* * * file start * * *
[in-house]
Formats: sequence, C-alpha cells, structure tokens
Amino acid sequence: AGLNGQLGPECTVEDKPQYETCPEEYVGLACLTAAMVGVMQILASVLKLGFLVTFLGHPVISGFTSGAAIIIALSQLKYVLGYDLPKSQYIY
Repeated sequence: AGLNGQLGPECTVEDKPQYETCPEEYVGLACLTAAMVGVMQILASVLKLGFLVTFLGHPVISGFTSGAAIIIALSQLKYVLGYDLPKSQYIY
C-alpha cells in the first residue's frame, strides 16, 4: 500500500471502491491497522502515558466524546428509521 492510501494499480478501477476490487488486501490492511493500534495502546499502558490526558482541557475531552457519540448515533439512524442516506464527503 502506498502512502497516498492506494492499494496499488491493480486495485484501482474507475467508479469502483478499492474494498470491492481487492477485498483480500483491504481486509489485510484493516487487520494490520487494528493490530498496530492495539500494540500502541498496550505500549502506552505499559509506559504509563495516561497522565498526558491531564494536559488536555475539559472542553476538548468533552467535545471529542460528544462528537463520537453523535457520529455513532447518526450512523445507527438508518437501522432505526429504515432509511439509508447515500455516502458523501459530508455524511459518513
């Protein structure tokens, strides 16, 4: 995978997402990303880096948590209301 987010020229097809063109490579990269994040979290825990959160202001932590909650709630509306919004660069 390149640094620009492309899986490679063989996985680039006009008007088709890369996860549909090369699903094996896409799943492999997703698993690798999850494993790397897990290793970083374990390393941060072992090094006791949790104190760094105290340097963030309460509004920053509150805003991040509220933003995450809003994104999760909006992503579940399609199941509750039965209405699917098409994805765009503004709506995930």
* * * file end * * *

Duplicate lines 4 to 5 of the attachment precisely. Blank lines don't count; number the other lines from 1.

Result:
Repeated sequence: AGLNGQLGPECTVEDKPQYETCPEEYVGLACLTAAMVGVMQILASVLKLGFLVTFLGHPVISGFTSGAAIIIALSQLKYVLGYDLPKSQYIY
C-alpha cells in the first residue's frame, strides 16, 4: 500500500471502491491497522502515558466524546428509521 492510501494499480478501477476490487488486501490492511493500534495502546499502558490526558482541557475531552457519540448515533439512524442516506464527503 502506498502512502497516498492506494492499494496499488491493480486495485484501482474507475467508479469502483478499492474494498470491492481487492477485498483480500483491504481486509489485510484493516487487520494490520487494528493490530498496530492495539500494540500502541498496550505500549502506552505499559509506559504509563495516561497522565498526558491531564494536559488536555475539559472542553476538548468533552467535545471529542460528544462528537463520537453523535457520529455513532447518526450512523445507527438508518437501522432505526429504515432509511439509508447515500455516502458523501459530508455524511459518513